by John R. Fischer
, Senior Reporter | January 20, 2023
To keep up with patient demands in the midst of a nursing shortage, Trinity Health, in Michigan, is implementing a virtual nurse program to allow patients to interact with on-screen nurses.
Called the Virtual Connected Care Program, the initiative allows these “virtual” nurses to answer questions, provide support or check patients out. Either the virtual nurse or the patient can start the encounter, with the patient able to see the nurse, reported the Grand Rapids Business Journal
The program consists of the virtual nurse, an in-person registered direct care nurse to supervise care, and a licensed practical nurse.
The pilot was launched in January 2022 at Trinity Health Oakland Hospital in Pontiac, followed by another iteration in June. By September, Trinity was “confident that the model was replicable,” said Doug Dascenzo, regional chief nursing officer at Trinity Health Michigan, in a statement.
Because the virtual nurses have “no competing demands,” they can provide 100% attention, says Dascenzo. “In the model that we’re developing, the patient doesn’t always have to press a call bell and wait for a response. The patient can initiate the encounter with the virtual nurse, and the response is almost immediate.”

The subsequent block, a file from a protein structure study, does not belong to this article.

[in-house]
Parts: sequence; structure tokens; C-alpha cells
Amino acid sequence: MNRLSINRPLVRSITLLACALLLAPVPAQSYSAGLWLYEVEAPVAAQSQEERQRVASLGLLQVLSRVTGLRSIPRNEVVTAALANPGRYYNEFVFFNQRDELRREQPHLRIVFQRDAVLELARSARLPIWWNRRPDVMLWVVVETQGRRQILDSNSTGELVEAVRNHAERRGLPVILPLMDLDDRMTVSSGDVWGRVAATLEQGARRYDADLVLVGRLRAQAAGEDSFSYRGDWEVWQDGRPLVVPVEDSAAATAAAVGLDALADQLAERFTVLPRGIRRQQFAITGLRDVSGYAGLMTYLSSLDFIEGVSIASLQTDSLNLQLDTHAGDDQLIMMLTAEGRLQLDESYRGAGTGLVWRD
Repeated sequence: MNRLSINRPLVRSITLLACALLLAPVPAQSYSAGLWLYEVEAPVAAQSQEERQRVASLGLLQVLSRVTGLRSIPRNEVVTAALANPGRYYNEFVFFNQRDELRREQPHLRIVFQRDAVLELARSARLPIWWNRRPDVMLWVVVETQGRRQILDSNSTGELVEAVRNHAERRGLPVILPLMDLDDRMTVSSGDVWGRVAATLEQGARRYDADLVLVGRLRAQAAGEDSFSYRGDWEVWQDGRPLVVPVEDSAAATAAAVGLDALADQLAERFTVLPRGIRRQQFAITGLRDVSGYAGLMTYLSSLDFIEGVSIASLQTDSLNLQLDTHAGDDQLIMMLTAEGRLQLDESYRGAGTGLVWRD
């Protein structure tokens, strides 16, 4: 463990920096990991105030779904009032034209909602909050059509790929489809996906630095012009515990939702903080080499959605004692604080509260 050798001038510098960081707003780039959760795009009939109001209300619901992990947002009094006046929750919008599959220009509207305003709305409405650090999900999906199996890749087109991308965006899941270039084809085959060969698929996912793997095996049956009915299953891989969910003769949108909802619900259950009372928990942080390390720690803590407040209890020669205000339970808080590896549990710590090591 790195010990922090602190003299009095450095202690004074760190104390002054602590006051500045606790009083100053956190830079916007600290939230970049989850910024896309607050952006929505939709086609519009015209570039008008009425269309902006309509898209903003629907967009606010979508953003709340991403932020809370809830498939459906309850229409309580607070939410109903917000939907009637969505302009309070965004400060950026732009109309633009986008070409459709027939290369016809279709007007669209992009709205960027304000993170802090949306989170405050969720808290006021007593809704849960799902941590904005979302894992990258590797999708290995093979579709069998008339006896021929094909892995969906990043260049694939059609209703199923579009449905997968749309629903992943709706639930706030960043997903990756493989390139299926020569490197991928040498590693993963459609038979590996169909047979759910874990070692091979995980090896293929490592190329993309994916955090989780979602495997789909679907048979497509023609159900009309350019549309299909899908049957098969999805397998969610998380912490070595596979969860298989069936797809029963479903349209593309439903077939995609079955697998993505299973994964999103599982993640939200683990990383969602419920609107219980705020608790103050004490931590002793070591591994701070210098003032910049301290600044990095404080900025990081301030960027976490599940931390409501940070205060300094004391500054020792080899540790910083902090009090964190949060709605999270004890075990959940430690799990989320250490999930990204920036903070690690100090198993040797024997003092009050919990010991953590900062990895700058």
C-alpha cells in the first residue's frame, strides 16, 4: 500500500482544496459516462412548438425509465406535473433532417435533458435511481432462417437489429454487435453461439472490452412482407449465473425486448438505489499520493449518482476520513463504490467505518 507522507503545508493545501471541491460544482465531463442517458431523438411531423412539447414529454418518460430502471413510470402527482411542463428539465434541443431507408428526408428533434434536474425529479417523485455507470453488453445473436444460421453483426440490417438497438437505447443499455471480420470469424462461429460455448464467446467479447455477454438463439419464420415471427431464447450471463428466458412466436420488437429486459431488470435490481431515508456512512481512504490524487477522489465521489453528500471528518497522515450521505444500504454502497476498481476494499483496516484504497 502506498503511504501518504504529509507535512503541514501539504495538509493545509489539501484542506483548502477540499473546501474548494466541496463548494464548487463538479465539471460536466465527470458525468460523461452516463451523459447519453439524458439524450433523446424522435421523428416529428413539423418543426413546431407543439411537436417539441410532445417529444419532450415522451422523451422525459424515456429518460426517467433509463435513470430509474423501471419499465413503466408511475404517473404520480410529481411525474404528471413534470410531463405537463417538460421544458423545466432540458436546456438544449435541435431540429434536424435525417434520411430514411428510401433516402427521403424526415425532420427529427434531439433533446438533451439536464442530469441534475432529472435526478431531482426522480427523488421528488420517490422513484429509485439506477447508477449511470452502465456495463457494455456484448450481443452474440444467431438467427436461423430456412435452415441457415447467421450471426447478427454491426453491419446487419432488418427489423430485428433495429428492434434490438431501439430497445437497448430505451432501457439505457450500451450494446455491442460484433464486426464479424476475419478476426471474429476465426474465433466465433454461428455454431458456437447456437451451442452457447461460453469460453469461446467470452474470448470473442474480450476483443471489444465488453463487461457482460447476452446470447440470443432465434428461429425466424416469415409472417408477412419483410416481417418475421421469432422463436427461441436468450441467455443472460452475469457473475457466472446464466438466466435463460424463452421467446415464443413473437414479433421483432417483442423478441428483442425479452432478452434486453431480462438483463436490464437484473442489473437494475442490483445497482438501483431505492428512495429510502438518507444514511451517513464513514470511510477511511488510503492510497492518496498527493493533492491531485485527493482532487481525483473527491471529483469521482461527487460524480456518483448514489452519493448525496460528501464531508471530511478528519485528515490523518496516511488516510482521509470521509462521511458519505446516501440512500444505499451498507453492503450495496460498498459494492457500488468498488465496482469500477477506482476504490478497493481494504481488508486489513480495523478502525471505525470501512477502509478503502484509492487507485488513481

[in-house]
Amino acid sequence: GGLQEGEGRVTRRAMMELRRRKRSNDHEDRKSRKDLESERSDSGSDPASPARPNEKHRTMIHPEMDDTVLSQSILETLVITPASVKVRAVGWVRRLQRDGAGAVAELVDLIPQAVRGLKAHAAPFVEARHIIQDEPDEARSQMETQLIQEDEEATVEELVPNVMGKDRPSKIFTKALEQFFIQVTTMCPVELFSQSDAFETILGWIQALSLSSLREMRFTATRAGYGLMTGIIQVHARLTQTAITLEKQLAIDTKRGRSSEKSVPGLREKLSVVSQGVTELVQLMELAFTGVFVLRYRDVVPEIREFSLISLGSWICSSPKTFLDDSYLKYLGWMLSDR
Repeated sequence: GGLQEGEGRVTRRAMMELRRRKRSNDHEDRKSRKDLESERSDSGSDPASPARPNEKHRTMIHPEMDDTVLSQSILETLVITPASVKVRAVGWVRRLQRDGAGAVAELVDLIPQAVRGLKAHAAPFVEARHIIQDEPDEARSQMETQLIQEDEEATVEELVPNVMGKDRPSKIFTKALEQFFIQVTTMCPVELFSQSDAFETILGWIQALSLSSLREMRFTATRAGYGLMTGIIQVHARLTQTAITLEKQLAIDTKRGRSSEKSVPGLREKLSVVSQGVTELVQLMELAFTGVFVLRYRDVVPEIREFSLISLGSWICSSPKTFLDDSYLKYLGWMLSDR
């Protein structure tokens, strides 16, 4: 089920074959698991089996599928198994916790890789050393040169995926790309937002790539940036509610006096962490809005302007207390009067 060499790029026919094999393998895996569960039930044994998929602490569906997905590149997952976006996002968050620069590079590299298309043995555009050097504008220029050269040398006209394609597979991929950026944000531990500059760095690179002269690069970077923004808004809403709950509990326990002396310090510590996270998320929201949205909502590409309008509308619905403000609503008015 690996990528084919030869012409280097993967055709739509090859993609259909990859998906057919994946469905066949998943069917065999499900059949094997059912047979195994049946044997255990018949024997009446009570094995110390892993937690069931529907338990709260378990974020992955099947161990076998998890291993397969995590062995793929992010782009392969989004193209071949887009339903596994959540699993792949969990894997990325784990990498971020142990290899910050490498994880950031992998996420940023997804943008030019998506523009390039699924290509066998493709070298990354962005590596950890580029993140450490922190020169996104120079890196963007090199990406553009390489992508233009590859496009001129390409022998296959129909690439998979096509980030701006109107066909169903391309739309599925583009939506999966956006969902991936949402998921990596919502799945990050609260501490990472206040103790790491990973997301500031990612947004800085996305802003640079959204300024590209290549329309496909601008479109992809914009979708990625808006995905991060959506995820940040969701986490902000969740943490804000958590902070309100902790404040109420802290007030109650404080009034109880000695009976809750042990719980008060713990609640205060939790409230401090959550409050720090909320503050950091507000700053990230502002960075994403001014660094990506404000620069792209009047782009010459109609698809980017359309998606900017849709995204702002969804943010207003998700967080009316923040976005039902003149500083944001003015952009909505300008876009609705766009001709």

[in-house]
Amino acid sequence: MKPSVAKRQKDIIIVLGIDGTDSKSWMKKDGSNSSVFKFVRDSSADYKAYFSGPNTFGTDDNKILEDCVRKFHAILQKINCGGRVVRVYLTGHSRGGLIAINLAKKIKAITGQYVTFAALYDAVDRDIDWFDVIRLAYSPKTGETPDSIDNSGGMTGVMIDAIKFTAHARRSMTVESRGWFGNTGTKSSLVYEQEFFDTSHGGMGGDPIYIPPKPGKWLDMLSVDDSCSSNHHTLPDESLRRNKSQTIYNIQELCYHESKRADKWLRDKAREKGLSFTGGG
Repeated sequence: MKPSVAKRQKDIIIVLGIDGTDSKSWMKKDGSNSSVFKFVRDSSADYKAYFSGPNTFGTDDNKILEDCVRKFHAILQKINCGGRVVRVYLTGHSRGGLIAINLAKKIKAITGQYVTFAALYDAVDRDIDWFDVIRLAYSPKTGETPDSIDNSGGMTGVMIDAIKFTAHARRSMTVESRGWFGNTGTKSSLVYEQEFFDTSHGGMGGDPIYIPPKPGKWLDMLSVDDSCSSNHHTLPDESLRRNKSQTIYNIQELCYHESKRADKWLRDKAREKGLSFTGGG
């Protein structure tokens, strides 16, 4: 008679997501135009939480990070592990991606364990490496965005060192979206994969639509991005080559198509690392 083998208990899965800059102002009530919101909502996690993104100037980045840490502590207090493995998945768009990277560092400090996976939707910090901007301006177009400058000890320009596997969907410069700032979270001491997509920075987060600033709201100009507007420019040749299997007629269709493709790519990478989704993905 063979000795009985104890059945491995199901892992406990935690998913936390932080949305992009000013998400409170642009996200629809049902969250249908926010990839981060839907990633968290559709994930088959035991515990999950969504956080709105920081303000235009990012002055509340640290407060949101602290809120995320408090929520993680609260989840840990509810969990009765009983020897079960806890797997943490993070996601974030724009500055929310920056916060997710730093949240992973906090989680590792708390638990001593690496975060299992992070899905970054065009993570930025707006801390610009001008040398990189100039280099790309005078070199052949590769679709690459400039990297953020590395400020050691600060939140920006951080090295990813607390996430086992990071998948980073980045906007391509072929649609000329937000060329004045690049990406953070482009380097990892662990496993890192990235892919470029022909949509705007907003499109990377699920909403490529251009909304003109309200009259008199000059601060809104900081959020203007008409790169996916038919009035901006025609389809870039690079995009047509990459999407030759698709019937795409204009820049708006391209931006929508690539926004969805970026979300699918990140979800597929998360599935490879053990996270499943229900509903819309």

The program allows those who are physically tired from in-person nursing or unable to deal with its physical demands to utilize their knowledge and skills in new ways, and has already been shown to improve traditional care models.
Virtual nurses can coordinate and communicate several disciplines of care simultaneously and arrange for discharge teaching to ensure patients understand everything they have been told. Newcomer nurses can be paired with them to learn critical thinking skills and expertise. All virtual nurses will be experienced but not require a bachelor’s degree, widening the applicant pool.
“We’ve seen that they (virtual nurses) don’t just fill in the gaps, they are actually able to proactively anticipate the needs for the patient as opposed to the patient or the family having to initiate those questions,” said Christie Sansom, vice president and transformation officer of Trinity Health.
Trinity Health plans to learn more about implementing the model “in the next couple of years,” said Sansom.
The hospital was not able to provide a specific date for the program’s launch, but said it will be sometime before virtual nurses are deployed at Trinity hospitals.
Trinity Health told HCB News that it was unable to comment.